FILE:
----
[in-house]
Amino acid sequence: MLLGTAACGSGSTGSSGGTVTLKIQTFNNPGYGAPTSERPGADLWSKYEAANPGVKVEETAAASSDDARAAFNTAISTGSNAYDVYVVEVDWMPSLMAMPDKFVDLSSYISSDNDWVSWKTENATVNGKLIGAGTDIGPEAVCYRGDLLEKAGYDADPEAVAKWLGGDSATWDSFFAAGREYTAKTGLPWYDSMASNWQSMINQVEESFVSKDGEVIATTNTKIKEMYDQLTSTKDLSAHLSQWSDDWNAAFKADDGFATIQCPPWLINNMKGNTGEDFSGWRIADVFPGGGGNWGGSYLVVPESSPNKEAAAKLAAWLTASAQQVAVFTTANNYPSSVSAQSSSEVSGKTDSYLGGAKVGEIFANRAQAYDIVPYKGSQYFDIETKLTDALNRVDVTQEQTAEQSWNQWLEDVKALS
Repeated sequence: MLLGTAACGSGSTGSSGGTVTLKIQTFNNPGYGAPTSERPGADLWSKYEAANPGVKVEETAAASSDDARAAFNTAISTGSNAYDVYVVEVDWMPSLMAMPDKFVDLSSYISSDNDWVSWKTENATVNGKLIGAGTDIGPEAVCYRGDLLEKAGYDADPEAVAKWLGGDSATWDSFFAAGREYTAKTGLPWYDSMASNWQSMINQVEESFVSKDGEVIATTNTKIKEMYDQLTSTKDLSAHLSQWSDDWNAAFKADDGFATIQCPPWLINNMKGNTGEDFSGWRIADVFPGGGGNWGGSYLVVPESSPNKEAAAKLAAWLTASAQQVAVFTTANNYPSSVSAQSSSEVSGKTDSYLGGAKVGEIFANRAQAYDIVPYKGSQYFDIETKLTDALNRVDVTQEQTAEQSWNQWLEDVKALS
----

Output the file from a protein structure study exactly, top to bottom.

[in-house]
Amino acid sequence: MLLGTAACGSGSTGSSGGTVTLKIQTFNNPGYGAPTSERPGADLWSKYEAANPGVKVEETAAASSDDARAAFNTAISTGSNAYDVYVVEVDWMPSLMAMPDKFVDLSSYISSDNDWVSWKTENATVNGKLIGAGTDIGPEAVCYRGDLLEKAGYDADPEAVAKWLGGDSATWDSFFAAGREYTAKTGLPWYDSMASNWQSMINQVEESFVSKDGEVIATTNTKIKEMYDQLTSTKDLSAHLSQWSDDWNAAFKADDGFATIQCPPWLINNMKGNTGEDFSGWRIADVFPGGGGNWGGSYLVVPESSPNKEAAAKLAAWLTASAQQVAVFTTANNYPSSVSAQSSSEVSGKTDSYLGGAKVGEIFANRAQAYDIVPYKGSQYFDIETKLTDALNRVDVTQEQTAEQSWNQWLEDVKALS
Repeated sequence: MLLGTAACGSGSTGSSGGTVTLKIQTFNNPGYGAPTSERPGADLWSKYEAANPGVKVEETAAASSDDARAAFNTAISTGSNAYDVYVVEVDWMPSLMAMPDKFVDLSSYISSDNDWVSWKTENATVNGKLIGAGTDIGPEAVCYRGDLLEKAGYDADPEAVAKWLGGDSATWDSFFAAGREYTAKTGLPWYDSMASNWQSMINQVEESFVSKDGEVIATTNTKIKEMYDQLTSTKDLSAHLSQWSDDWNAAFKADDGFATIQCPPWLINNMKGNTGEDFSGWRIADVFPGGGGNWGGSYLVVPESSPNKEAAAKLAAWLTASAQQVAVFTTANNYPSSVSAQSSSEVSGKTDSYLGGAKVGEIFANRAQAYDIVPYKGSQYFDIETKLTDALNRVDVTQEQTAEQSWNQWLEDVKALS